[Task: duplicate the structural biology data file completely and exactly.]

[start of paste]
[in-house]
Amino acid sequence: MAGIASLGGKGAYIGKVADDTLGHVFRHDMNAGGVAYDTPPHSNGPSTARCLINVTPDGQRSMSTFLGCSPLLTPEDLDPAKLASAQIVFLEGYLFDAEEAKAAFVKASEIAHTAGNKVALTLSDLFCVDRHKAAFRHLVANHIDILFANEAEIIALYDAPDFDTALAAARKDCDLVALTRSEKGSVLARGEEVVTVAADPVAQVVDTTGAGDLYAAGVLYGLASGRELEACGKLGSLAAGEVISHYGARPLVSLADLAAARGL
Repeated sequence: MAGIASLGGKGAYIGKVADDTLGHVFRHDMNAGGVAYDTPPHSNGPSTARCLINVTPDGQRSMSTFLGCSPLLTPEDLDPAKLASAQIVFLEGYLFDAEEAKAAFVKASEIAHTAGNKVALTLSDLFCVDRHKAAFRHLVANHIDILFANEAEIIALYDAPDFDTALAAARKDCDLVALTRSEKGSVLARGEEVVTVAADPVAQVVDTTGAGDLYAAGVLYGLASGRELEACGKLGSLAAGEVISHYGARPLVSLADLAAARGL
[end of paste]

[in-house]
Amino acid sequence: MAGIASLGGKGAYIGKVADDTLGHVFRHDMNAGGVAYDTPPHSNGPSTARCLINVTPDGQRSMSTFLGCSPLLTPEDLDPAKLASAQIVFLEGYLFDAEEAKAAFVKASEIAHTAGNKVALTLSDLFCVDRHKAAFRHLVANHIDILFANEAEIIALYDAPDFDTALAAARKDCDLVALTRSEKGSVLARGEEVVTVAADPVAQVVDTTGAGDLYAAGVLYGLASGRELEACGKLGSLAAGEVISHYGARPLVSLADLAAARGL
Repeated sequence: MAGIASLGGKGAYIGKVADDTLGHVFRHDMNAGGVAYDTPPHSNGPSTARCLINVTPDGQRSMSTFLGCSPLLTPEDLDPAKLASAQIVFLEGYLFDAEEAKAAFVKASEIAHTAGNKVALTLSDLFCVDRHKAAFRHLVANHIDILFANEAEIIALYDAPDFDTALAAARKDCDLVALTRSEKGSVLARGEEVVTVAADPVAQVVDTTGAGDLYAAGVLYGLASGRELEACGKLGSLAAGEVISHYGARPLVSLADLAAARGL